Template:Infobox bookWhat is up with people dissing on tarantulas [genus name: Theraphosidae] these days? I mean, sure they're big, unlike their Mygalomorphae brethren, and they have hair all over them (doesn't everyone?). But the big difference between them and the Sydney Funnel Web Spider (an example of Mygalomorphae), is that the Sydney Funnel Web carries venom while Tarantulas lack venom in it's entirety. Tarantula bites only cause mild to little tissue damage, so you'll be fine you big baby.
Tarantulas, like I mentioned before, belong to a section of spiders called Mygalomorphae, or Mygalomorphs for short, which also contain spiders similar to Tarantulas, but lack it's bigness. These examples are Trapdoor [Idiopidae, the Armored Trapdoor Spiders], Funnel Web [Atracidae], Purse Web [Atypidae, or Atypical Tarantulas as they're called], Curtain Web [Dipluridae], and so forth. Similar to most species, such as Felidae [cats] or Canidae [dogs/ mongrols], Mygalomorphae existed during Earth's creation; and the reason of the species distribution worldwide was mostly due to Pangaea's split. Further into detail, Mygalomorphae, unlike it's brother gene Araneomorphae, only has it's chelicerae, the fangs/ mouth, pointed down instead of vertical, for the Araneomorphs; as Tarantulas fall to the downed fangs, they are classified as Mygalomorphae.
Some genera of tarantulas hunt prey primarily in trees; others hunt on or near the ground. All tarantulas can produce silk; while arboreal species typically reside in a silken "tube tent", terrestrial species line their burrows with silk to stabilize the burrow wall and facilitate climbing up and down. Tarantulas mainly eat large insects and other arthropods such as centipedes, millipedes, and other spiders, using ambush as their primary method of prey capture. Armed with their massive, powerful chelicerae tipped with long, chitinous fangs, tarantulas are well-adapted to killing other large arthropods. The biggest tarantulas sometimes kill and consume small vertebrates such as lizards, mice, bats, birds, and small snakes.
Tarantula bites and defenseEdit
Before biting, a tarantula may signal its intention to attack by rearing up into a "threat posture", which may involve raising its prosoma and lifting its front legs into the air, spreading and extending its fangs, and (in certain species) making a loud hissing by stridulating. Tarantulas often hold this position for longer than the duration of the original threat. Their next step, short of biting, may be to slap down on the intruder with their raised front legs. If that response fails to deter the attacker, the tarantulas of the Americas may next turn away and flick urticating hairs toward the pursuing predator. The next response may be to leave the scene entirely, but especially if no line of retreat is available, their final response may also be to whirl suddenly and bite. Some tarantulas are well known to give "dry bites", i.e., they may defensively bite some animal that intrudes on their space and threatens them, but they do not pump venom into the wound.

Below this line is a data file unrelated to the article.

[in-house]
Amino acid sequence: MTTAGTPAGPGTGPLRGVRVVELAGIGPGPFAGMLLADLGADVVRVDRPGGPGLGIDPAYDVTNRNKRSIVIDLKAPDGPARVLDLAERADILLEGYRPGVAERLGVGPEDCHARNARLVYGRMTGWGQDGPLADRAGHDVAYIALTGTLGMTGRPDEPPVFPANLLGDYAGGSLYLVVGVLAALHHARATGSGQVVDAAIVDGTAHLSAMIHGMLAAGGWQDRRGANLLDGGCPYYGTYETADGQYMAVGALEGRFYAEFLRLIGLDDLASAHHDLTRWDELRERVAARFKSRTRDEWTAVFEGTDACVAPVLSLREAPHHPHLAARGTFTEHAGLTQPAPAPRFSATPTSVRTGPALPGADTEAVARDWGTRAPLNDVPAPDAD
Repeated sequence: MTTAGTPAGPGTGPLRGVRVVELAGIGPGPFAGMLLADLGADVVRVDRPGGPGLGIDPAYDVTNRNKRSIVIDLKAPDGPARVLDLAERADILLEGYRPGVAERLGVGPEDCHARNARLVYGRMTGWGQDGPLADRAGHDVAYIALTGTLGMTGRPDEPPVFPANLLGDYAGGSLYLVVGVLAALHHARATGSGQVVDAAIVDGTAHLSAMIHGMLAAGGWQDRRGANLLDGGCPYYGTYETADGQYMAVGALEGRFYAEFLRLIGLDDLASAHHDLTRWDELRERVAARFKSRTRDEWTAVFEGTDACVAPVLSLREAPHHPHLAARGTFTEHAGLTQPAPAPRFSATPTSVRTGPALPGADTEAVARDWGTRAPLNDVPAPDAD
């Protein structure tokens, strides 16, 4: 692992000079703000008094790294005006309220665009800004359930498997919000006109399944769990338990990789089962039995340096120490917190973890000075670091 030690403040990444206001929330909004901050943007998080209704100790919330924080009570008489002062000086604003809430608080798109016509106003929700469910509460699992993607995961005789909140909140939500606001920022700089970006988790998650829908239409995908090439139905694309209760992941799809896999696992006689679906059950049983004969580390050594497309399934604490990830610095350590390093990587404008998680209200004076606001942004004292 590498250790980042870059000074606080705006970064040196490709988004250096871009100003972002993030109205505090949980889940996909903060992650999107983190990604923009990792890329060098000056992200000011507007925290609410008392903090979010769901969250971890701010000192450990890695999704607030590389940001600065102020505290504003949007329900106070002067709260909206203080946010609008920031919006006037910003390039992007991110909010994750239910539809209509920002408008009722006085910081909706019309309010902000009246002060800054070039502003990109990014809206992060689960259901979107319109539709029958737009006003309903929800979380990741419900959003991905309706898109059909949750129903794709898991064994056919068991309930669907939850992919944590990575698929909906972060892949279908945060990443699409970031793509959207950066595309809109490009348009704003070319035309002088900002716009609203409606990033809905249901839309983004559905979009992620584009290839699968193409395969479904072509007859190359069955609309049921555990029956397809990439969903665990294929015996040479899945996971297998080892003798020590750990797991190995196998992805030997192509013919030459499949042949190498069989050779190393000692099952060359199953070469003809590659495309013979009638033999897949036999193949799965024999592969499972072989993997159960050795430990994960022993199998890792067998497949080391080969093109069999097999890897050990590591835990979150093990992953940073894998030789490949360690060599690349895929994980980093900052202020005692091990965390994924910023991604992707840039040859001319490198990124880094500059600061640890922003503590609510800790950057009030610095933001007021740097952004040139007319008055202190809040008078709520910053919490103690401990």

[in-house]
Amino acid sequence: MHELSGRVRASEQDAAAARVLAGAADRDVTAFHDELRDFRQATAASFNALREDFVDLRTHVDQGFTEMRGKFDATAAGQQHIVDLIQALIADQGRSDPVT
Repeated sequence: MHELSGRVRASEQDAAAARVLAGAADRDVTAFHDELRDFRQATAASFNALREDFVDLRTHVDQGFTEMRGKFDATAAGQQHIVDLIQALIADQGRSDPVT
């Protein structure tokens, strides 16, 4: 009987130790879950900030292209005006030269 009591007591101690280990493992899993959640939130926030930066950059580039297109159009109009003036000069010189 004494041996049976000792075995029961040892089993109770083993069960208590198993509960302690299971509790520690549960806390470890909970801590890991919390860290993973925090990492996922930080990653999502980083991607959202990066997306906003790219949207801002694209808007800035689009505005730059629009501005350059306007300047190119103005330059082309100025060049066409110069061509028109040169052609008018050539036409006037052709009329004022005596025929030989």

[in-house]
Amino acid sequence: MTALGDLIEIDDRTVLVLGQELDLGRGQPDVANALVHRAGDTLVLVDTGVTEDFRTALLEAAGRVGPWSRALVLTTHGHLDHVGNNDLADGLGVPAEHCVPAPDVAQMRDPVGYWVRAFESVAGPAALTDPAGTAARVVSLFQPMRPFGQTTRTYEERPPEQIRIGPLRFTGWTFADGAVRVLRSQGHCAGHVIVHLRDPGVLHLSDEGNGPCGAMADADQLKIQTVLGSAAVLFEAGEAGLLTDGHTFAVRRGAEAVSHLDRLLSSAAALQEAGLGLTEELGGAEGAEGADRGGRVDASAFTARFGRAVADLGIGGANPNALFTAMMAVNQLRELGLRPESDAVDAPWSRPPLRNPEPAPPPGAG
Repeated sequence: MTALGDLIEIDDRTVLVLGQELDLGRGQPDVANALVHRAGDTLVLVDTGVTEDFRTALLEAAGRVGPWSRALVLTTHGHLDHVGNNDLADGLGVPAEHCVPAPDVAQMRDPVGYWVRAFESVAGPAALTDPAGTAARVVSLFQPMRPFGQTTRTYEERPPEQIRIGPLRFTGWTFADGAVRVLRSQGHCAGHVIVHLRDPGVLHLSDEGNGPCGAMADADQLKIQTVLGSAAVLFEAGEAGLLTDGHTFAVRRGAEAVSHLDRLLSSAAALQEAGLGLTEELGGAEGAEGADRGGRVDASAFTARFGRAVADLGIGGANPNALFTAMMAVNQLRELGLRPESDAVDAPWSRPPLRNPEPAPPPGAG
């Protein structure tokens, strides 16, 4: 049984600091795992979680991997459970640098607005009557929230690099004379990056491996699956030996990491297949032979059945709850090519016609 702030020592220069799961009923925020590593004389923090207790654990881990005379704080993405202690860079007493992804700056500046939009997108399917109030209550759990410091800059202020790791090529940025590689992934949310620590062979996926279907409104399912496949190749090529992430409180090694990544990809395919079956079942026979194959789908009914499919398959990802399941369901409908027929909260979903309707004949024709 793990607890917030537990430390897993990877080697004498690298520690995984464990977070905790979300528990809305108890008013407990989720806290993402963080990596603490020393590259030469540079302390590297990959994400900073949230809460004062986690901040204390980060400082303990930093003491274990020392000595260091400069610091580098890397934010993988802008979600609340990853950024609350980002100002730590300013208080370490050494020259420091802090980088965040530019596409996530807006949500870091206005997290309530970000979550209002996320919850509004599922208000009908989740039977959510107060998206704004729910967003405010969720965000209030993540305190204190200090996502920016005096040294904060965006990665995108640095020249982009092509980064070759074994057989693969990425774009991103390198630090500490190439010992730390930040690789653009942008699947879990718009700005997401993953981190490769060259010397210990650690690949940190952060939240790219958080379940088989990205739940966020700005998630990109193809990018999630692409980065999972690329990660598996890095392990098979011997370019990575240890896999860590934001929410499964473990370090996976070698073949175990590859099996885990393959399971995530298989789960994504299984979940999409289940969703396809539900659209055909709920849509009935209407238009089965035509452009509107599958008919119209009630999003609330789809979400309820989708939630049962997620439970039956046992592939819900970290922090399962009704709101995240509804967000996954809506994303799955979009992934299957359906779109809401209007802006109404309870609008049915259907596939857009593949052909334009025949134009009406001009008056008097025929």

New World tarantulas are equipped with urticating hairs (technically bristles) on their abdomens, and almost always throw these barbed bristles as the first line of defense. These bristles irritate sensitive areas of the body and especially seem to target curious animals that may sniff these bristles into the mucous membranes of the nose. Some species have more effective urticating bristles than others. The goliath birdeater is known for its particularly irritating urticating bristles. They can penetrate the cornea, so eye protection should be worn when handling such tarantulas.
Like other spiders, tarantulas have to shed their exoskeleton periodically to grow, a process called molting. A young tarantula may do this several times a year as a part of the maturation process, while full-grown specimens only molt once a year or less, or sooner, to replace lost limbs or lost urticating hairs. Clearly, molting will soon occur when the exoskeleton takes on a darker shade. If a tarantula previously used its urticating hairs, the bald patch turns from a peach color to deep blue. The tarantula also stops feeding and becomes more lethargic during this time.
Tarantulas may live for years; most species take two to five years to reach adulthood, but some species may take up to 10 years to reach full maturity. Upon reaching adulthood, males typically have but a 1.0- to 1.5-year period left to live and immediately go in search of a female with which to mate. Male tarantulas rarely molt again once they reach adulthood, but they may attempt to do so, usually becoming stuck during the molt due to their sexual organs and dying in the process.
Females continue to molt after reaching maturity. Female specimens have been known to reach 30 to 40 years of age, and have survived on water alone for up to two years. Grammostola rosea spiders are known for only eating once or twice a week and for living up to 20 years in captivity.
Changed your mind?Edit
Now you're starting to see how we and Tarantulas can connect. We eat, hunt, love, and so forth, but what is the commonality between us? It's on the generations and the genes that bond us to animal or insect/ arachnid. Thank you all for reading this text and make sure to comment!